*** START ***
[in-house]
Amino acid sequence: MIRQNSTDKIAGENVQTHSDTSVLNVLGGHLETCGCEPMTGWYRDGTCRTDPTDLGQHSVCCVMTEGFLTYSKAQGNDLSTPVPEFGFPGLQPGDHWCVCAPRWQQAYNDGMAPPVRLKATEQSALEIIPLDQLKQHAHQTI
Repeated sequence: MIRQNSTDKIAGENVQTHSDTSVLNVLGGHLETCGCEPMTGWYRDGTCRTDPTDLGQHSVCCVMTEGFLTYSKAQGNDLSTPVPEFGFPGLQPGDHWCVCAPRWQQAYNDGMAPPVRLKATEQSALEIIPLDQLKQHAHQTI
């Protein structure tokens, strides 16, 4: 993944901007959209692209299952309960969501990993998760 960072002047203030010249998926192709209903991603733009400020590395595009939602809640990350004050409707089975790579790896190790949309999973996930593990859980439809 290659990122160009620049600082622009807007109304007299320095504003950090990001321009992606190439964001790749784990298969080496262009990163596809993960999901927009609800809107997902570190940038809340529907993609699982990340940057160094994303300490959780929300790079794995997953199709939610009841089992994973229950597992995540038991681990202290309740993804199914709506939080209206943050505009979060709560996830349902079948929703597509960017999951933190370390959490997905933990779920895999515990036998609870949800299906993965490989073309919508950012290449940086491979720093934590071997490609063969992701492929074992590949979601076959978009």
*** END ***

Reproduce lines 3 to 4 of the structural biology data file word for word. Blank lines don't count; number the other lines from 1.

Repeated sequence: MIRQNSTDKIAGENVQTHSDTSVLNVLGGHLETCGCEPMTGWYRDGTCRTDPTDLGQHSVCCVMTEGFLTYSKAQGNDLSTPVPEFGFPGLQPGDHWCVCAPRWQQAYNDGMAPPVRLKATEQSALEIIPLDQLKQHAHQTI
């Protein structure tokens, strides 16, 4: 993944901007959209692209299952309960969501990993998760 960072002047203030010249998926192709209903991603733009400020590395595009939602809640990350004050409707089975790579790896190790949309999973996930593990859980439809 290659990122160009620049600082622009807007109304007299320095504003950090990001321009992606190439964001790749784990298969080496262009990163596809993960999901927009609800809107997902570190940038809340529907993609699982990340940057160094994303300490959780929300790079794995997953199709939610009841089992994973229950597992995540038991681990202290309740993804199914709506939080209206943050505009979060709560996830349902079948929703597509960017999951933190370390959490997905933990779920895999515990036998609870949800299906993965490989073309919508950012290449940086491979720093934590071997490609063969992701492929074992590949979601076959978009």